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Virtual Incision Receives FDA Authorization for the MIRA Surgical System

Virtual Incision

Virtual Incision Corporation announced the U.S. Food and Drug Administration (FDA) has granted marketing authorization of the MIRA™ Surgical System (MIRA), the world’s first miniaturized robotic-assisted surgery (miniRAS) device, for use in adults undergoing colectomy procedures. The device was submitted via the FDA’s De Novo Classification process, a rigorous pathway designed to classify novel medical devices with no current legally marketed predicate. FDA authorization was based in part on findings from the company’s U.S. Investigational Device Exemption (IDE) clinical study. The announcement was made by Virtual Incision’s president and chief executive officer, John Murphy, at the SAGES 5th Annual Next Big Thing Innovation Weekend in Houston.

“Today marks a turning point in surgical robotics as we have hit a significant milestone in making miniaturized robotic surgery a reality,” said John Murphy. “For more than a decade, our team has been dedicated to our core mission of making every operating room robot-ready. I’m incredibly proud to see our efforts come to fruition. We extend our gratitude to the FDA for its thoughtful review of MIRA’s technology and our clinical evidence. Whether as a complement to the existing mainframes or as a stand-alone platform, miniaturization has the potential to accelerate the adoption of robotic-assisted surgery.”

Minimally invasive surgery (MIS), a type of surgery that involves smaller incisions, has transformed the surgical care landscape and patient outcomes through decreased pain, reduced complications, and shorter recovery time.1 The introduction of robotic-assisted surgery has further expanded the use and effectiveness of MIS for complex procedures, offering surgeons more precision and control than what is possible with conventional techniques. Despite its advantages, roughly 90 percent of U.S. operating rooms (ORs) are still without access to the technology,2 most often due to complex logistics such as dedicated operating room space, specially trained staff, added steps during setup and turnover, and a substantial cost for the equipment. The “in-a-tray” form factor of miniRAS has the potential to overcome these challenges and could impact millions of U.S. patients each year.

MIRA’s innovative tray-to-table design could offer healthcare facilities the advantages of robotic surgery without requiring them to organize the OR around the device, a current challenge of existing mainframe surgical robots. MIRA’s compact, approximately two-pound (less than one kg) framework is portable and designed to minimize setup time, which could enable any OR to be robot ready within minutes.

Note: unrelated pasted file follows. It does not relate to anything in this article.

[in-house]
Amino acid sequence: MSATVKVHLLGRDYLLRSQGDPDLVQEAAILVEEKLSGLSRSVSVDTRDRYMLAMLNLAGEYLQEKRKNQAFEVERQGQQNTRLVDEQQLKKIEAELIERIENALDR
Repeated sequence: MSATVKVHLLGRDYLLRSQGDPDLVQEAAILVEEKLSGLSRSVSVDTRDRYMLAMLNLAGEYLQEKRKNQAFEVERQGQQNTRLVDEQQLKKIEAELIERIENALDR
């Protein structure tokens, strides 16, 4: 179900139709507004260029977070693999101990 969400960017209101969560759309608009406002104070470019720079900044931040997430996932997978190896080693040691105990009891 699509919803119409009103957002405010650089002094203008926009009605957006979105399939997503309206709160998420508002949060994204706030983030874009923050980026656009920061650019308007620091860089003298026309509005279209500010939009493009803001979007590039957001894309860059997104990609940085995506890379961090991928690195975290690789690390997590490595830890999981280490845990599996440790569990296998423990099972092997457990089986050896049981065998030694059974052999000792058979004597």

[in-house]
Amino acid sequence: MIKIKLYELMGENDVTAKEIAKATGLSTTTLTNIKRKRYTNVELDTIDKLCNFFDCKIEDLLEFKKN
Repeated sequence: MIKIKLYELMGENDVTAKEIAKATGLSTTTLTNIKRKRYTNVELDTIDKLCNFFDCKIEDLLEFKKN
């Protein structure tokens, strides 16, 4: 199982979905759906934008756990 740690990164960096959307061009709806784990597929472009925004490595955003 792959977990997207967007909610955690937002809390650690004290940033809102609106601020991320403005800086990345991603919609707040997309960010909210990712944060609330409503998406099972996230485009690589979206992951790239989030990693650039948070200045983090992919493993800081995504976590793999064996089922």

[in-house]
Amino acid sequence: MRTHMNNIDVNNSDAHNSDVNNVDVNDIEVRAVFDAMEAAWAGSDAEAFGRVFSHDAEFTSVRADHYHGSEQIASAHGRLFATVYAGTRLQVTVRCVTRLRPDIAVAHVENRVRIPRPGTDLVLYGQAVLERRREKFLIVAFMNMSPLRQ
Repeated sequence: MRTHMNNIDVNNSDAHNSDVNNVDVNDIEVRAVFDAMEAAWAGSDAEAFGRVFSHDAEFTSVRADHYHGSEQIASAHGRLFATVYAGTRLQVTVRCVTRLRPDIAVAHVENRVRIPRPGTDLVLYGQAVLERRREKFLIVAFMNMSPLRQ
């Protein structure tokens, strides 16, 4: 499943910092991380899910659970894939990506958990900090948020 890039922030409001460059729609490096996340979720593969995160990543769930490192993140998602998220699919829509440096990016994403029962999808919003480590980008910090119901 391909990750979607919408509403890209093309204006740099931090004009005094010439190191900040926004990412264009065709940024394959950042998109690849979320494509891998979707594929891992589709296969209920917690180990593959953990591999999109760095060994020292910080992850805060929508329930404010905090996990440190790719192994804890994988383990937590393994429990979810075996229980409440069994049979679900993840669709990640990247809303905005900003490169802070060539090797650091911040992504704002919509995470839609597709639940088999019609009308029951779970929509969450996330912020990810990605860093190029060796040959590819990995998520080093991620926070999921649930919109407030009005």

“Colectomy is one of the most complex multi-quadrant abdominal procedures with nearly 50 percent still being performed as open surgery.3 Data from our IDE clinical study demonstrated that MIRA can successfully be used to mobilize the colon in a minimally invasive way,4” said Piet Hinoul M.D., Ph.D., chief medical officer of Virtual Incision. “Starting with a difficult multi-quadrant procedure like a colectomy presents an exciting opportunity for us to address a high unmet need before we expand into other indications. We’re thankful to the investigators and patients who participated in our IDE clinical study that propelled us to marketing authorization.”

Virtual Incision will begin commercialization of MIRA through its First Access Program in centers to be selected across the United States. The company will ramp up MIRA’s production and expand to additional sites over time.

MIRA’s broader commercialization and expansion of its roadmap for future indications includes gynecology, general surgery, urology and other soft tissue and solid organ surgery. Studies of MIRA in gynecological procedures are planned in 2024. Additionally, a new iteration of the technology tailored to general surgery is in design and expected to be used in a first-in-human study outside the U.S. later this year.

References

  1. Reza MM, Blasco JA, Andradas E, Cantero R, Mayol J. Systematic review of laparoscopic versus open surgery for colorectal cancer. Br J Surg. 2006 Aug;93(8):921-8.
  2. Hazan, A., Perse, J., Coover, P. June 2022. State of the Robotics Surgery Market. Goldman Sachs.
  3. Sheetz KH, Norton EC, Dimick JB, Regenbogen SE. Perioperative Outcomes and Trends in the Use of Robotic Colectomy for Medicare Beneficiaries From 2010 Through 2016. JAMA Surg. 2020 Jan 1;155(1):41-49.
  4. Virtual Incision data on file

Source: Virtual Incision

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